Bezeq currently provides the same services to Israeli cities and towns within the Green Line and to the settlements beyond it. By pressuring the company to suspend services to Israel’s West Bank settlements, the UNHRC has been accused of “blackmail” and of participating in the Boycott, Divestment, Sanctions (BDS) movement that many Israelis see as antisemitic.
The UNHRC has been working to compile a database of companies working with Israel in its illegal settlements. The Trump administration, as well as the Israeli government, is said to oppose the database.
In a letter to the company’s CEO, the international body said that Bezeq is ”supporting the maintenance and existence of settlements,” and ”[using] nature resources, in particular water and land, for business purposes,” and states that, in addition to servicing West Bank settlements, the company also owns properties in the Palestinian territories as well.
One activist said that letters like the one sent to Bezeq as part of the database campaign are ”nothing short of an assault on the economic welfare on the State of Israel, period.”
Approximately 30 American companies are said to have received similar letters.
IDF soldiers on Wednesday shot and wounded a Palestinian man who ran at them with a knife at the Gush Etzion Junction in the West Bank, the army said.
No Israelis were reported injured in the incident.
The soldiers called for the man to stop. When he didn’t, they opened fire, the army said.
He sustained wounds to the stomach, and he was taken to Jerusalem’s Hadassah Hospital Ein Kerem for treatment.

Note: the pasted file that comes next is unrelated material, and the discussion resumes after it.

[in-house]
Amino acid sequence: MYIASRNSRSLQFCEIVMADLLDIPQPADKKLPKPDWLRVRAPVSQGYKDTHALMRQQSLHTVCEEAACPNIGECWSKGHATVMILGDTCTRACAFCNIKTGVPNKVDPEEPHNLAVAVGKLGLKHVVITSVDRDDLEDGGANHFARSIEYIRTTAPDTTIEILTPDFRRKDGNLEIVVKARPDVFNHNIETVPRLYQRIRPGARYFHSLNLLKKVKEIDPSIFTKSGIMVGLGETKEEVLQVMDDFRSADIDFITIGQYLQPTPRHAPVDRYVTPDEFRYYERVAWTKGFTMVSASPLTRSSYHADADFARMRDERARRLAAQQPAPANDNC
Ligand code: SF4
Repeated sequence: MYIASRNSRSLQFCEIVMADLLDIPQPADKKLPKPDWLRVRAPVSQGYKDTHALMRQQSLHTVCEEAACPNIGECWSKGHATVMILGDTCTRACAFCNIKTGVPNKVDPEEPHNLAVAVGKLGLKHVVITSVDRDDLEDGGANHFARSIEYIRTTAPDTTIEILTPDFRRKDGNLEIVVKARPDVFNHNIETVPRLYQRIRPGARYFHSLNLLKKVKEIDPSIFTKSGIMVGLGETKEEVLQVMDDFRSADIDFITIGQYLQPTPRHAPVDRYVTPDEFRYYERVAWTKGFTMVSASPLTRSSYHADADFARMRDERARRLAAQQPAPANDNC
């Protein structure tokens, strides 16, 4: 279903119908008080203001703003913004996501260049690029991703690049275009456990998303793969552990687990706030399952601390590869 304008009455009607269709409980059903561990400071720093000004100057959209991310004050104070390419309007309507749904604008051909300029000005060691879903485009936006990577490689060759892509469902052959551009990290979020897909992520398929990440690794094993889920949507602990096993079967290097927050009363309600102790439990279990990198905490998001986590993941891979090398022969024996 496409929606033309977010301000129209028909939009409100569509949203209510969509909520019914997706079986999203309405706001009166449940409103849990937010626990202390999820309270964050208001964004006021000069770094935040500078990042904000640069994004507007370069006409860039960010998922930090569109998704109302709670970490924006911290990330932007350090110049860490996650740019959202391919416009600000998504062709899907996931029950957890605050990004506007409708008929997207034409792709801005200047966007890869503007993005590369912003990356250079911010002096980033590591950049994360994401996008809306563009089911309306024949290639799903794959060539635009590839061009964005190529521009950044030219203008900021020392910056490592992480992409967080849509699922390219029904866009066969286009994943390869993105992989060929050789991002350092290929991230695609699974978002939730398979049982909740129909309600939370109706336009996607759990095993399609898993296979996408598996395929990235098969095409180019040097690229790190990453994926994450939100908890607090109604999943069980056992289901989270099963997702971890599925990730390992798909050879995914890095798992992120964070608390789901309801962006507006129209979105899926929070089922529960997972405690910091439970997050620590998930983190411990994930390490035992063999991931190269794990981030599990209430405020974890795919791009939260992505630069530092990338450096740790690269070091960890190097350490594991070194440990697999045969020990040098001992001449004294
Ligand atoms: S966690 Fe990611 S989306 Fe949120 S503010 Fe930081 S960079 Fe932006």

According to the hospital, the man is in moderate to serious condition, with a gunshot wound to the stomach. He is approximately 20 years old.
IDF and Shin Bet forces raided eight media and production companies providing services to Palestinian television channels affiliated with Hamas and Islamic Jihad overnight Wednesday.
Equipment was impounded during the raid and two suspects were arrested on suspicion of incitement.
The IDF served closure orders to several companies, including Pal Media, Ram Sat and Trans Media in Nablus, Hebron and Ramallah. During the raid, forces also entered the offices of the Palestinian television channels at the buildings owned by the media companies.
The companies provided services for, among others, Hamas’s Al-Quds and Al-Aqsa channels and the Palestine Al-Youm channel affiliated with Islamic Jihad. The three aforementioned channels broadcast from Gaza and Lebanon and are considered very popular among Palestinians both in Gaza and the West Bank.
The channels did not cease operations, however, as they are based in Gaza and Lebanon. The purpose of the raid was to merely shut down their physical presence in the West Bank.
A Palestinian militant linked to the Islamic State jihadist group in the Sinai Peninsula has reportedly been killed by an Israeli drone in retaliation for rocket fire launched from the Egyptian territory into Israel.
Gaza native Zaher Abu Sitta was killed by the drone strike earlier this week, according to the Amaq News Agency which is linked to the IS faction in the Sinai.
The reported strikes were in the area of Rafah and Sheikh Zweid in northern Sinai, and came shortly after the firing of two rockets on Sunday night that landed in the Eshkol region of Israel causing no damage or injuries.
The Islamic State group took responsibility for the attacks.
Tribal sources in the Sinai Peninsula said Israeli planes attacked targets in the Egyptian territory a short time after rockets were fired into Israel, the Qatar-based Al-Araby Al-Jadeed media outlet reported.
Israel has not indicated or confirmed that it responded to the rocket attack in any way.
The IDF agreed to expand the range of the fishing waters Gazan fishermen can safely sail in from six nautical miles to nine, the IDF spokesperson unit stated on Tuesday.
Starting from Wednesday, Gaza fishermen will be able to sail further than before in order to fish. This new regulation will be upheld during the two months of the fishing season, aiding the second most important trade in Gaza to expand.